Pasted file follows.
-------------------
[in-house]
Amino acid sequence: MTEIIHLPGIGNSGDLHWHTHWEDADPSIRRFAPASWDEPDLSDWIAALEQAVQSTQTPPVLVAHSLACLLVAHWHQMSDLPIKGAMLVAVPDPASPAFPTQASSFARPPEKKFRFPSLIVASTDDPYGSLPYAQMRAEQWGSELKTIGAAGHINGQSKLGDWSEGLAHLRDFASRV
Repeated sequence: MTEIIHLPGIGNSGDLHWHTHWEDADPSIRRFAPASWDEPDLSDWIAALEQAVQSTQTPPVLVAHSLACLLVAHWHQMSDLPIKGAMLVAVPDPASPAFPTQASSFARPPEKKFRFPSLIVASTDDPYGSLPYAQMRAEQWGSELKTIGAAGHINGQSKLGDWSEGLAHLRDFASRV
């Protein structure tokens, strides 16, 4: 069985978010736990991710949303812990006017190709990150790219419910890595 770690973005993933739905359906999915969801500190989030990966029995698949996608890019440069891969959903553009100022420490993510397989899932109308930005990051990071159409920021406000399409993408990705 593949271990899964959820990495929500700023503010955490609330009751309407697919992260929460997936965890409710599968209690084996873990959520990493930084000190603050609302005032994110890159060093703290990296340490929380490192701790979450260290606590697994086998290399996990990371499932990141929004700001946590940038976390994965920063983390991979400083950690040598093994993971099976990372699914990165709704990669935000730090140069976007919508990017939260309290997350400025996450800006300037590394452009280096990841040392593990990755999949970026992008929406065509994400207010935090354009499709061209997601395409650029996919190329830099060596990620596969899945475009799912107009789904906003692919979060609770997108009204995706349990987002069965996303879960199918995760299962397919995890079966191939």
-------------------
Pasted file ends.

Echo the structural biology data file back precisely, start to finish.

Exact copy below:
[in-house]
Amino acid sequence: MTEIIHLPGIGNSGDLHWHTHWEDADPSIRRFAPASWDEPDLSDWIAALEQAVQSTQTPPVLVAHSLACLLVAHWHQMSDLPIKGAMLVAVPDPASPAFPTQASSFARPPEKKFRFPSLIVASTDDPYGSLPYAQMRAEQWGSELKTIGAAGHINGQSKLGDWSEGLAHLRDFASRV
Repeated sequence: MTEIIHLPGIGNSGDLHWHTHWEDADPSIRRFAPASWDEPDLSDWIAALEQAVQSTQTPPVLVAHSLACLLVAHWHQMSDLPIKGAMLVAVPDPASPAFPTQASSFARPPEKKFRFPSLIVASTDDPYGSLPYAQMRAEQWGSELKTIGAAGHINGQSKLGDWSEGLAHLRDFASRV
């Protein structure tokens, strides 16, 4: 069985978010736990991710949303812990006017190709990150790219419910890595 770690973005993933739905359906999915969801500190989030990966029995698949996608890019440069891969959903553009100022420490993510397989899932109308930005990051990071159409920021406000399409993408990705 593949271990899964959820990495929500700023503010955490609330009751309407697919992260929460997936965890409710599968209690084996873990959520990493930084000190603050609302005032994110890159060093703290990296340490929380490192701790979450260290606590697994086998290399996990990371499932990141929004700001946590940038976390994965920063983390991979400083950690040598093994993971099976990372699914990165709704990669935000730090140069976007919508990017939260309290997350400025996450800006300037590394452009280096990841040392593990990755999949970026992008929406065509994400207010935090354009499709061209997601395409650029996919190329830099060596990620596969899945475009799912107009789904906003692919979060609770997108009204995706349990987002069965996303879960199918995760299962397919995890079966191939």